With little money available and the Brexit cloud continuing to swirl, Finance Minister Paschal Donohoe has announced a modest budget aiming to protect the economy. There were some positive announcements for business as well as some missed opportunities.
The introduction of the new rules on transfer pricing from January 1, 2020, was widely consulted on in advance of the budget.
The new rules will bring Ireland’s regime in line with current OECD guidelines. The application of these rules to SMEs is subject to Ministerial Order.
This means that for now, SME companies will not have to apply the new rules which is quite good news for that sector.
It is positive that the research and development (R&D) tax credit has been enhanced to make it more beneficial for small and micro-enterprises.
It is also really positive that there has been an increase in the third-level outsourcing limit.
The increase in carbon taxes was well-flagged and the announcement that the taxes would be ring-fenced for future climate action measures is welcome.
Aligning with the Climate Action Plan is also welcome and it is a positive for business to have certainty on carbon tax so that they can plan appropriately.
With a very real skills challenge facing Ireland, the enhancement of the Key Employment Engagement Programme is welcome as a measure to retain valued personnel. The changes to the Employment and Investment Scheme, allowing tax relief for investments up to €250,000 per year and providing for all of the tax relief in year one, are particularly welcome.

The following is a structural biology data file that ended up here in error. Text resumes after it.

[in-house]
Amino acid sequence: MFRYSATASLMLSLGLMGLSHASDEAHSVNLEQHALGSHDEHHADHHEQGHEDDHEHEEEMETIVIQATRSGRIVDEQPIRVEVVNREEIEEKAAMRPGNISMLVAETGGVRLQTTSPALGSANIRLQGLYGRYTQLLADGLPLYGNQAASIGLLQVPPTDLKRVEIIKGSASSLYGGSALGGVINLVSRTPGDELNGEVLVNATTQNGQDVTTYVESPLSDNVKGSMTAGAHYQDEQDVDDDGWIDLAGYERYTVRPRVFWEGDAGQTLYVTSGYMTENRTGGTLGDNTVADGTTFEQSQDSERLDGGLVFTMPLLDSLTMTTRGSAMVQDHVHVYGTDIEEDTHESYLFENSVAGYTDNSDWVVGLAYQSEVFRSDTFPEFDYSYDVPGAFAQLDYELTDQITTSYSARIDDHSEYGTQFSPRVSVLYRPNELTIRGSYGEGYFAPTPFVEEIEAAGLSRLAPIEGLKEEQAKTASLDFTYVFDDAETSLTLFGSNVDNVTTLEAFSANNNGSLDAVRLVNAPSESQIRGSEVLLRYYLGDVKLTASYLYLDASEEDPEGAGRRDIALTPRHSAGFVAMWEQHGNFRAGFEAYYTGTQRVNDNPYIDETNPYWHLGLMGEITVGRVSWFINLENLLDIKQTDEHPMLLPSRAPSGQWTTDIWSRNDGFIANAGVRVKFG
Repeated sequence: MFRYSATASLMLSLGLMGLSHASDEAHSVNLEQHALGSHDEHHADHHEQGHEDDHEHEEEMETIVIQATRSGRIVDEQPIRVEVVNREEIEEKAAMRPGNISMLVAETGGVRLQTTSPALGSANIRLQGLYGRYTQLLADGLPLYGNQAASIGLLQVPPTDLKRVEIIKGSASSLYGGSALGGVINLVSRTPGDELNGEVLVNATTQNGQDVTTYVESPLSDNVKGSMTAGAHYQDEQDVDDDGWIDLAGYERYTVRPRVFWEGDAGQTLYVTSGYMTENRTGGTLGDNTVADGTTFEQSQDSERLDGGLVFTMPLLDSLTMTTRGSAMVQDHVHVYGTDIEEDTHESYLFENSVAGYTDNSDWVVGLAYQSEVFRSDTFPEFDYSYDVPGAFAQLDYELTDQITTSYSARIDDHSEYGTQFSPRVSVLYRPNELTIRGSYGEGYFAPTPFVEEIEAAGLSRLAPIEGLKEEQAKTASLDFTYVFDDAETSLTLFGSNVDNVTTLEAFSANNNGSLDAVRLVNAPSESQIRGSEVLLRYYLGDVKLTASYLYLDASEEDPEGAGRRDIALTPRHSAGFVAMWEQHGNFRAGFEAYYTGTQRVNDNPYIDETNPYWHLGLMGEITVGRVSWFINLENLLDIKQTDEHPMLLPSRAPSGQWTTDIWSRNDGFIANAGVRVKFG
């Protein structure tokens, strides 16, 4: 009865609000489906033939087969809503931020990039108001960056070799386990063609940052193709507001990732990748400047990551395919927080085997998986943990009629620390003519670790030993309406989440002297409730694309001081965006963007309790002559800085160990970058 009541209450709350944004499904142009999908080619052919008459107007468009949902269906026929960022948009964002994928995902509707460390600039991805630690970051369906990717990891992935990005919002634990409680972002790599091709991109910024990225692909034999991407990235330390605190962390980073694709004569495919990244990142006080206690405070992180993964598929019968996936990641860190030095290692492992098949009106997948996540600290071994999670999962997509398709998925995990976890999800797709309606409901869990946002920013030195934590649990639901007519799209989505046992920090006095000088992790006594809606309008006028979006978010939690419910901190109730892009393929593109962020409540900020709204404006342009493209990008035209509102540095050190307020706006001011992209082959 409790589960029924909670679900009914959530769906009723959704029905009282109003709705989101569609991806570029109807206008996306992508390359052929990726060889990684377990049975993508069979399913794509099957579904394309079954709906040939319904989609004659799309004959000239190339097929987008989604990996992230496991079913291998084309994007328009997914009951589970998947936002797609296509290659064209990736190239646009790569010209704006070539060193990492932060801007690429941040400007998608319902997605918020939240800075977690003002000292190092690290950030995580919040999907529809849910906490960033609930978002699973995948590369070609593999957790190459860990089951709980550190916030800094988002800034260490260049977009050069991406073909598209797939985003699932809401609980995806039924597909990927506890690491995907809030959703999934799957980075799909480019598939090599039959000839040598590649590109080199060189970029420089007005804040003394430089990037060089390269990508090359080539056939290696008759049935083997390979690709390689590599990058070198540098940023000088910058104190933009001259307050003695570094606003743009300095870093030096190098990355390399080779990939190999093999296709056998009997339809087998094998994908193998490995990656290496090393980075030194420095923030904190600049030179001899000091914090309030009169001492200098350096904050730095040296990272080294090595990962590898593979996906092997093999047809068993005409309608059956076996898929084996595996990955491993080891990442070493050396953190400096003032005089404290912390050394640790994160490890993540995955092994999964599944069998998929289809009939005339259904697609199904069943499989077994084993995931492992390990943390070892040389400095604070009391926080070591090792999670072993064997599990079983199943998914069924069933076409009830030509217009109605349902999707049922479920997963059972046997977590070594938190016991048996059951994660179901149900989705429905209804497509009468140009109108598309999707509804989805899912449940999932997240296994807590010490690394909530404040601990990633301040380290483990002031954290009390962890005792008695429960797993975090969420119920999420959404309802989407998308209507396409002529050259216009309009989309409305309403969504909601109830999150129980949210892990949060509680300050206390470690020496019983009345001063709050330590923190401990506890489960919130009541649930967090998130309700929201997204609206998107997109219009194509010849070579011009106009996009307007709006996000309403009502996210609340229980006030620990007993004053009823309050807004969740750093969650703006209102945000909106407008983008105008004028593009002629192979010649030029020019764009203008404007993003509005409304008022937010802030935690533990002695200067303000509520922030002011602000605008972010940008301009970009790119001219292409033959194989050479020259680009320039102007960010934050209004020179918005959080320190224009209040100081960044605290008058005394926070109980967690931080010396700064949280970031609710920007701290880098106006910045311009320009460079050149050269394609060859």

The reform of these reliefs is extremely important to encourage investment in and employment in indigenous businesses.
An area of disappointment is with regard to the Special Assignee Relief Programme, while extended to 2022, it has not been amended in an effort to make it more accessible for international assignees.
A real missed opportunity is that the entrepreneur relief on capital gains tax of 10% has not been extended.
This continues to significantly lag the UK relief which has a £10m (€11.2m) limit.
There was little progress for the self-employed who still pay higher taxes than their employees.
The increase in the earned income credit for self-employed individuals was welcome, but the failure to equalise it with the employee allowance and to address USC rates, have to be seen as missed opportunities, to be frank about it.
Overall, it was a modest, though positive, budget for businesses and, in particular, the SME sector.
- Nicola Quinn is tax partner at PwC Cork